This past weekend, it rained, and was unseasonably cold, and was really kind of stinky. Yesterday it warmed up – and, at the same time, my husband happened to have planned to take the day off for some father-son time with my teenager but they ended up spending time on Sunday at the shooting range, and then my teen needed to catch up on homework, so the two of us had a sort of “date afternoon” by throwing the bikes into the minivan and heading over to the Des Plaines River Trail — not the literal part of the trail that this is a photograph of (I’m not much of a photographer; this is from Wikipedia) but the view is pretty similar, so you get the idea. In the section we biked — 7 1/2 miles each way — all streets but one are crossed by means of underpasses or overpasses. Parts of it are alongside the river, parts a bit further away. The trail is mostly gravel, with some bits where the gravel has become more dirt than anything else, and some parts where it’s two narrow tracks rather than this wide open path. It’s very green, though. Twice we saw herons in the river; each time my husband, who does like to take pictures, was too late to capture the huge birds.
It was also very wet. Due to the rain, the riverbed itself was very full, and there were large numbers of puddles along the way. Those which had firm gravel underneath were fine, but the muddy ones, not so much, and I struggled and felt very wobbly, and on one occasion when it was much deeper than anticipated (I made sure my husband went ahead after this), I couldn’t push through and — well, I didn’t fall fall, but put my feet down, and I still need to clean the mud off my shoes. At the end of our chosen section of trail, we had lunch at a spot at the nearest intersection (I had thought I would try to clean my shoes and dry my feet a bit but then thought better of it, not being sure how easily I’d be able to put them back on), then turned around and headed back, and, well, I’m not sure if I’d gained enough experience with the mud-puddles on the first half to be able to handle them better on the way back, or if somehow that small stretch of time had helped them dry out, but the second half was more manageable in that respect.
But, geez, was I out of breath on the way back. And it’s not that my husband was pushing me to go too fast. I mean, sure, maybe I should have forced myself to ride even slower, but it was super-frustrating. And I suspect that not that long ago, I would not have had this trouble.
So the whole thing was yet another reminder that time is passing. If I don’t get in better shape now, it will be much harder in the future — and Bad Things Will Happen. Because at this point in my life, one key motivation (though it isn’t always effective) is “don’t be my parents.” Get back into shape/stay in shape. Take off the midlife weight gain/stop gaining weight. Build that social capital. Get better about keeping the house picked up. Conquer the nagging items on the to-do list (this isn’t about specific failures so much as executive function in general). Build that cognitive reserve!But there’s a whole chicken-and-egg issue.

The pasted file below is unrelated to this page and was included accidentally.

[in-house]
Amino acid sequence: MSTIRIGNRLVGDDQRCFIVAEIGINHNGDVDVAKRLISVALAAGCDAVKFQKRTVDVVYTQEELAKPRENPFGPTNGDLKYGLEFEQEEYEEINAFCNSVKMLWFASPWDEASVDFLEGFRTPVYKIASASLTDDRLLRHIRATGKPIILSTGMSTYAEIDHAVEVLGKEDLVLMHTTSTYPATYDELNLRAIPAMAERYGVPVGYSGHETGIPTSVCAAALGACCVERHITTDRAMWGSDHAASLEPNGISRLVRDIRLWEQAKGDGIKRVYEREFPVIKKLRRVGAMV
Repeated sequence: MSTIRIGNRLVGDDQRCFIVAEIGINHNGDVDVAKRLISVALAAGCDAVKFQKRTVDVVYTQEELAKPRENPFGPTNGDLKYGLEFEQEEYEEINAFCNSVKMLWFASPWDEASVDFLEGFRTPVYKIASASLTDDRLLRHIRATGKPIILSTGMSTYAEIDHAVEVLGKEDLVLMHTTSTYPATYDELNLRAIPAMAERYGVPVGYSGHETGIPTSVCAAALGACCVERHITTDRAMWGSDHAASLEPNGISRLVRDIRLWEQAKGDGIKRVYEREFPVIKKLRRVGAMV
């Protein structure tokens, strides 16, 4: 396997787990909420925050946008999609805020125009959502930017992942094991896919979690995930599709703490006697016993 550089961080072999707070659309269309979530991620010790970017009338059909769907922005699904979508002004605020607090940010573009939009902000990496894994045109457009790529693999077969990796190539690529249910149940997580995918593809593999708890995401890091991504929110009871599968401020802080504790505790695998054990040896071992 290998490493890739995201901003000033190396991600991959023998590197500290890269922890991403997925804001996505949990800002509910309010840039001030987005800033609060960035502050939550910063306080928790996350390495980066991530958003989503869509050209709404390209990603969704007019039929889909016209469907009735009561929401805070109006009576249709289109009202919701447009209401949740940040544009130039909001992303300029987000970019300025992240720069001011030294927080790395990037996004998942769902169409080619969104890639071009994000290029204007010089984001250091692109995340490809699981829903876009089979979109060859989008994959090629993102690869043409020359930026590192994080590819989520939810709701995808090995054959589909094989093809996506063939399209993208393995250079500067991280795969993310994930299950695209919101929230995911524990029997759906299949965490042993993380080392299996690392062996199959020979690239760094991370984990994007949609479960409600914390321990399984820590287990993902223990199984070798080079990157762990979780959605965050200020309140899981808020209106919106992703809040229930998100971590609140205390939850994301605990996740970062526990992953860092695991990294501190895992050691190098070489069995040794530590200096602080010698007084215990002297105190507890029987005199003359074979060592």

Did Dad slow down physically and mentally because he didn’t make a sustained effort to be active after retirement? Or did his bad knee and a subtle pre-dementia cognitive impairment prevent him from doing so?
Did Mom’s failure to get her diabetes under control (and her failure to exercise and eat healthily) trigger the vascular dementia? A puzzle: she stopped going to the doctor, taking her medications, etc., round about the time when, retrospectively, we guessed that was first showing signs of cognitive impairments. But if no longer treating her diabetes triggered the vascular dementia, then what caused her to stop treating her diabetes? And it was years before then that we invited her to go on a walk with us and she made it for a block before turning around.
Even in the medical research, there is not a well-established causality — in a twitter conversation the other day, someone shared a link to a study that was an evaluation of the literature about wellness practices and dementia. Yes, people who exercise, eat well, are intellectually engaged, etc., are less likely to have dementia. But is this because these practices stave off dementia or because some segment of the people who are inactive and unengaged and snack all the time already are in the early stages of what will eventually become dementia?
So this is kind of a downer. But Sunday evening we brought my parents over for dinner, and Dad, while he intellectually seemed to understand that he was at our house, and the reason why he did not need to drive 5 hours to get here is that he now lives in an apartment 20 minutes away, was still struggling — there was some sort of emotional disconnect, and my husband brought them back immediately after dinner, and we planned, next time, to have it be lunch (in case part of Dad’s disorientation was due to sundowning), or to have dinner at their apartment (either in the restaurant, though it’s not oriented towards serving guests and kids, or just by bringing Chinese take-out and sitting on barstools and on the couch). And yesterday, Mom called to say that Dad’s belt had broken and all his pants were so loose-fitting that they couldn’t leave the apartment so all they’d eaten was cereal (it’s an assisted living place where you have all the meals in the restaurant), and I had to run over there after the bike ride to bring a belt (and a spare), and remind her that they could have their meals brought up to them if they asked.
Anyway, it was a nice bike ride.
How was your weekend?